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  America
US Stops North Korea Work on MIAs
Thousands of US Troops Went Missing in N. Korea
A joint service honor guard carries the remains of a U.S. serviceman killed during the Korean War. Three sets of American servicemen's remains were repatriated during the service at Hickam Air Force Base, Hawaii. The remains were recovered from North Korean burial sites in areas where hundreds of American soldiers fell in battle.

The United States has suspended its efforts to recover the remains of missing US servicemen in North Korea.

A Pentagon spokesman said the restrictions placed on the US teams inside North Korea were too great to make the recovery operations feasible. The teams have been searching the reclusive state since 1996 for the Korean War remains.

They have recovered hundreds of sets of remains, and North Korea has been paid millions of dollars.

But the North Koreans - who are sensitive to having foreigners on their soil for fear of espionage - have always strictly controlled the movements and communications of the American teams.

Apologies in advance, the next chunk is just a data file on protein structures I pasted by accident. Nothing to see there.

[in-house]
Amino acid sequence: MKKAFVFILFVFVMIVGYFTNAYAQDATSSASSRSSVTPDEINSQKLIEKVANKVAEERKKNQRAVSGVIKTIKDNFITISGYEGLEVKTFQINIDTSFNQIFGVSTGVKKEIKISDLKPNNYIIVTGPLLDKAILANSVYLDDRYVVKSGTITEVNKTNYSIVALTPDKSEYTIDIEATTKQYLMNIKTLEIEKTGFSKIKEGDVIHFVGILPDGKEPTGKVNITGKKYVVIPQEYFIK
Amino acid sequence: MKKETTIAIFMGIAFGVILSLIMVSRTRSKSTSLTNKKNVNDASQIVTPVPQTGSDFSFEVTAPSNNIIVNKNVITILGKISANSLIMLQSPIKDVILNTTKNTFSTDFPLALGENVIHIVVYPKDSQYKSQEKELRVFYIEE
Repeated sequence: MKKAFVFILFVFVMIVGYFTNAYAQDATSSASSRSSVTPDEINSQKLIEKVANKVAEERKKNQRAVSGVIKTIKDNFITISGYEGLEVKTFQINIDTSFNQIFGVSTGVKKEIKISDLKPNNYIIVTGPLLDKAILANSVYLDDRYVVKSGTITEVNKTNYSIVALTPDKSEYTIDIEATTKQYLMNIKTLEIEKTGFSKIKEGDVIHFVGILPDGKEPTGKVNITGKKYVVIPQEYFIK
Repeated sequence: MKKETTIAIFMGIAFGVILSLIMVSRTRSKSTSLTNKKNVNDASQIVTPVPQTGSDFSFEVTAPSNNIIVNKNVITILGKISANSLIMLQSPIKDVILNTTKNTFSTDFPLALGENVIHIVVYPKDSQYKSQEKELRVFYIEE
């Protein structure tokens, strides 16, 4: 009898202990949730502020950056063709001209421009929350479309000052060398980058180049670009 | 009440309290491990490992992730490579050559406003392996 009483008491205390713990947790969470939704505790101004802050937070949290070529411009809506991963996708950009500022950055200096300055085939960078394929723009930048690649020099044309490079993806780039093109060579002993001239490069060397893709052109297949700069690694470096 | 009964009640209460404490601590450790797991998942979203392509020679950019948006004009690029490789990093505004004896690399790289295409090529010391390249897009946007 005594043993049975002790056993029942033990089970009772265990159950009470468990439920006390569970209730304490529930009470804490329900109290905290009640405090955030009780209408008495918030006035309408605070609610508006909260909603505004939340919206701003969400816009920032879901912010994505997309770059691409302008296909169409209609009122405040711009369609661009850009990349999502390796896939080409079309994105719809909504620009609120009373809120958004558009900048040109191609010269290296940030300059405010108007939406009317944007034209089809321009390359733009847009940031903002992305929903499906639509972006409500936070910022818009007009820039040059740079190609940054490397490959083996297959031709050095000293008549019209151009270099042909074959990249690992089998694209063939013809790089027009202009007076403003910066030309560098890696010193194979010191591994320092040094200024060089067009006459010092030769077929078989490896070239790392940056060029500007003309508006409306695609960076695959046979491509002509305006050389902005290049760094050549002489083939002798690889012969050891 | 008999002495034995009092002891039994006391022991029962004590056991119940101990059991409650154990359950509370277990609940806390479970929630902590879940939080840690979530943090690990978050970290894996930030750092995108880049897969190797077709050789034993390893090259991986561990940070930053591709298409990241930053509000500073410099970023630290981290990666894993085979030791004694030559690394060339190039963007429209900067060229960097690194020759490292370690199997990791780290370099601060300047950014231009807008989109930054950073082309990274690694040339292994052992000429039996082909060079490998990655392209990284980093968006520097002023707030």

On Wednesday, the US said the conditions under which the recovery teams worked had become intolerable.

'Unconducive environment'

A US government official said the final straw was the refusal by the North Korean authorities to allow any kind of communication system operating between teams in different areas.

Members of the United Nations Command Honor Guard unload a casket carrying believed remains of U.S. war dead from the Korean War from a C-130 aircraft here. Around three hundred people attended a solemn repatriation ceremony.

The official said this had become a safety issue for American personnel and the recovery operations had been suspended. "North Korea has, over the last several weeks, created an atmosphere and an environment unconducive to the continued presence of American personnel in North Korea," said Lt-Cmdr Jason Salata, a spokesman for US Pacific Command.

But a statement by the command said the co-operation would be resumed if an "appropriate environment" was created.

BBC Pentagon correspondent Adam Brookes says that these operations are one of only a tiny handful of official contacts between the US and North Korea.

Their suspension reflects the near-impossibility of cooperation between these two countries on even the simplest of tasks, he says.

There are thousands more US servicemen missing in North Korea, and many of their remains are thought to be recoverable.

The above article is from BBC.



Korean War (1950-53) Photo Gallery



 

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